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         The Rector writes …

Each of us will have passages from Scripture which we find particularly helpful. One such for me came up in the daily cycle earlier in the past week. Saint Matthew (9:18-26) interrupts his account of the restoration to life of a synagogue official’s daughter with the approach of an unnamed woman who believes that the merest contact with Jesus will resolve her medical condition (she had, we are told, suffered from a haemorrhage for twelve years). That is all there is: a minimum of material with which to work, but more than enough for some very positive conclusions to be drawn. Matthew is thought to be the most sympathetic of the Evangelists to Jewish tradition. When the woman touches the fringe of his cloak, we are being reminded that Jesus as an observant Jew  would have worn the “tzitzit” (Deuteronomy 22:12) probably from the time  of his bar mitzvah. The point being made here is that the woman chooses the most discreet point of possible contact – not even touching Jesus’s clothing as such but only one of the tassels attached to it.


In another context Jesus could say: “If your faith were the size of a mustard seed you could say to this mountain’ move from here to there’, and it would move; nothing would be impossible for you” (Matthew 17:20). The woman of Mathew’s Gospel places her hope in Jesus: and it is not misplaced. “Courage, my daughter, your faith has restored you to health”. The woman must have been worn down physically and emotionally from the  constant haemorrhaging: she must have longed for some way out of a condition which would have been debilitating and distressing (and which also rendered her ritually impure in religious terms). What is so fascinating in the concise, almost terse, account given by Matthew is the tentative nature of the encounter. The woman hides herself in the crowd – she does not want to be noticed and yet instinctively she recognises that here is the opportunity for her life to change. She must literally reach out and allow her fingers to touch the edge of what Jesus is wearing she senses that even the most ephemeral of contacts will be enough. Given the circumstances of her immediate history, the woman must have suffered low esteem, she was by definition one of the anawim of Israel (literally those who were “bowed down”). Her humility is obvious – but so is her conviction that God can change her situation: and so he does. “From that moment the woman was well again”.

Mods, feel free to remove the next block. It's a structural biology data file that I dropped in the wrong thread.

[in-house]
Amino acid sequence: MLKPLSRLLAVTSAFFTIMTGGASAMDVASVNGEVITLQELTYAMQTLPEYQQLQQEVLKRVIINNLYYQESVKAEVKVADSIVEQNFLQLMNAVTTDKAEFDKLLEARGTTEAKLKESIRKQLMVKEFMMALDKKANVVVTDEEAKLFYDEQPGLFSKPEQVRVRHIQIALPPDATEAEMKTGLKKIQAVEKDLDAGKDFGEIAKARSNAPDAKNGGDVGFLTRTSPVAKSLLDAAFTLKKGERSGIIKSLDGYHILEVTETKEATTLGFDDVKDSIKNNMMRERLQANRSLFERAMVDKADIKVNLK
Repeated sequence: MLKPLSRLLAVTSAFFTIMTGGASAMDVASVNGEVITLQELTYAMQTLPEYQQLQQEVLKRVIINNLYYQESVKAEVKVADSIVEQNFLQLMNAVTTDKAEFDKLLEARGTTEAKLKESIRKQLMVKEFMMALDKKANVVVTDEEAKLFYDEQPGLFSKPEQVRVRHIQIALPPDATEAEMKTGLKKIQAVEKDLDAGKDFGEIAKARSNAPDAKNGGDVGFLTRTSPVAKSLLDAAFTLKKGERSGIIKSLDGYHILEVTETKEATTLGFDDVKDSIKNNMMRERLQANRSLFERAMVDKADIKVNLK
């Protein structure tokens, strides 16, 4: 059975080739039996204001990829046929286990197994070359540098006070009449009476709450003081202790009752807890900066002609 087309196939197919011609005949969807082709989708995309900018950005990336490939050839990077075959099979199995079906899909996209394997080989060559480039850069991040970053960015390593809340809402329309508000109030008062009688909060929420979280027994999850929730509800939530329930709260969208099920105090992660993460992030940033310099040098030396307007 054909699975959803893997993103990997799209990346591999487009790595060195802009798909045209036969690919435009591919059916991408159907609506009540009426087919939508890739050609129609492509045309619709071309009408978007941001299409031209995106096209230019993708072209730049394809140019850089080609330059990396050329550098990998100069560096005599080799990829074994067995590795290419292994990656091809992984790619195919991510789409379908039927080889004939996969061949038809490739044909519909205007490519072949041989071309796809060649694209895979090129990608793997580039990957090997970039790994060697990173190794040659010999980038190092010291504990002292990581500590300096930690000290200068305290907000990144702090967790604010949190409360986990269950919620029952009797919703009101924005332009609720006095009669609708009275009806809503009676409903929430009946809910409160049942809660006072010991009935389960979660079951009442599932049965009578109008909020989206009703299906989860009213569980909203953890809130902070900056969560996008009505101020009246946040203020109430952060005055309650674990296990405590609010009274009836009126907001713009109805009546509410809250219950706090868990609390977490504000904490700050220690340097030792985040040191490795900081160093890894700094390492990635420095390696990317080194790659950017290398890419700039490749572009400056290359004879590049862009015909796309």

The models of faith with which we grow up are usually strong ones which is both right and as it should be. We do need to know that there have always been men and women who have lived the integrity of what they believe, often at great personal cost. But we are not living in an atmosphere conducive to faith: as Catholics in this huge metropolis at the beginning of the twenty-first century we know that we are out of the mainstream. Many around us are hostile, and most indifferent, to the things we hold most precious. In the woman with the haemorrhage who approaches Jesus in such a tentative way perhaps we can find an icon of our own journey of faith. Yes, we believe in God and we accept all that the Holy Spirit has revealed about the nature of the Godhead through his Church, but we question and struggle in making the truths of faith our own. We are like the old man of the Jewish proverb who carried two pieces of paper in his trouser pocket: one said: “for me the whole world was created”, and the other: “I am but dust and ashes”.


The woman of the Gospel senses that it is through her contact with Jesus that

she will find new life. At base, her reaction is ours. Although there are times when we find it hard to affirm, nevertheless, it is impossible for us ever to deny that fundamental relationship which Saint Paul describes: “the life you have is hidden with Christ in God” (Colossians 3:3). When many of Jesus’ first disciples melted away in response to his teaching about the Bread of Life, the Twelve were asked: “What about you? Do you want to go away too?”  Saint Peter’s response has to be ours too: “Lord who shall we go to? You have the message of eternal life, and we believe: we know that you are the Holy One of God” (John 6: 68).

Christopher Colven